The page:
State lawmakers approved a bill Monday that would make it easier for the victims and survivors of childhood sexual abuse to seek legal recourse and file lawsuits — a key bill that has languished in Albany for more than a decade.

And despite the long path the bill took to approval, the measure was approved in lopsided numbers in both chambers of the Democratic-controlled Legislature.

In the Senate, lawmakers approved the bill unanimously, 63-0. In the Assembly, the bill won passage 130-3. It now goes to the desk of Gov. Andrew Cuomo for his signature.

The bill includes a statute of limitations for felony cases at the age of 28 and 55 for civil cases. It also includes a one-year look back window for filing legal claims. And the bill will include public institutions as well as private entities — satisfying concerns raised by the Catholic Church and other religious institutions.

The measure has been part of a steady stream of long-sought bills that stalled under Republican control in the Senate, which flipped to a Democratic majority in November.

“No longer could critics say we were trying to target the church or yeshivas or private schools,” said Sen. Brad Hoylman. “This bill applies to everyone in every venue.”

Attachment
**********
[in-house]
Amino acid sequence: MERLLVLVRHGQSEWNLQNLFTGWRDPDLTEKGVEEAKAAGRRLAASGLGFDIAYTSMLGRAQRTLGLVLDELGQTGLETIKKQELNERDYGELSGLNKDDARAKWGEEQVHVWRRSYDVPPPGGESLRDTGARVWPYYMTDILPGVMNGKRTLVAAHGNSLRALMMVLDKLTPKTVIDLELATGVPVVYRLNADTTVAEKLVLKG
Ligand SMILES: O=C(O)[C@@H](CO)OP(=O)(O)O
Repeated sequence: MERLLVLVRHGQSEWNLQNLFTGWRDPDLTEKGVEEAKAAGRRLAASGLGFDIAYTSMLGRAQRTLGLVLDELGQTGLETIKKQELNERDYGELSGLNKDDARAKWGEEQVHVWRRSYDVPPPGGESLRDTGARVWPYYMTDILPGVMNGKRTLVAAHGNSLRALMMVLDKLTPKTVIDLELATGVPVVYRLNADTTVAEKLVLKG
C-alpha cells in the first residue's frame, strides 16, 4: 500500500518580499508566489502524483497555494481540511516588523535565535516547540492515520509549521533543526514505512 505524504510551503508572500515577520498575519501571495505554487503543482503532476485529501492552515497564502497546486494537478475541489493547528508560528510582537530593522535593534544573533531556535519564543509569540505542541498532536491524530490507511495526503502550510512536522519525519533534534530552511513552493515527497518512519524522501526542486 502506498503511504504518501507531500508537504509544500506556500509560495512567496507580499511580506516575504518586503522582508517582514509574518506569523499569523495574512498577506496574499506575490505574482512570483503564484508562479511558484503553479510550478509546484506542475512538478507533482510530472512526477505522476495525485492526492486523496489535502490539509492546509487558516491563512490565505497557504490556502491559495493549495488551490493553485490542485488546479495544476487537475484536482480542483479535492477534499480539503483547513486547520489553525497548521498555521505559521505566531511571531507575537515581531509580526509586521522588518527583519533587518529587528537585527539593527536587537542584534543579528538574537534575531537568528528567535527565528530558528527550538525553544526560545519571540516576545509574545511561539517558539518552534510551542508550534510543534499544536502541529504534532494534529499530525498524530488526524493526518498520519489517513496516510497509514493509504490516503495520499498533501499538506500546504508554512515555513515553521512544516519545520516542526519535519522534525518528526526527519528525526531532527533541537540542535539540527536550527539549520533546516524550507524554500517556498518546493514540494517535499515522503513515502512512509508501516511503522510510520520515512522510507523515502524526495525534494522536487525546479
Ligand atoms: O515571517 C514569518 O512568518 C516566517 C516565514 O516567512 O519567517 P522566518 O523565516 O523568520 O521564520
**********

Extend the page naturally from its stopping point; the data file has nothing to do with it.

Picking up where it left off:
The lawmakers who crafted the legislation credited the survivors and abuse victims who had long advocated for the bill.

“I think the survivors and the advocates who have been relentless were so brave to tell their stories of abuse,” said Assemblywoman Linda Rosenthal.

But the bill was also the product of a delicate balancing act for supporters and lawmakers who also had to navigate the concerns of the insurance industry.

“There were many institutions who were concerned about what this could mean and it’s just really about telling peoples’ stories, educating the public and really understanding how, unfortunately, pervasive this has been,” said Senate Majority Leader Andrea Stewart-Cousins.

Cuomo, who included a version of the bill in his $175 billion budget, has signaled he will sign the bill.

“Yes, there’s going to be court cases and a look back, but to me that’s all a means to an end,” Cuomo said Monday morning at a press conference with abuse survivors and advocates. “The end was do justice. Acknowledge this.””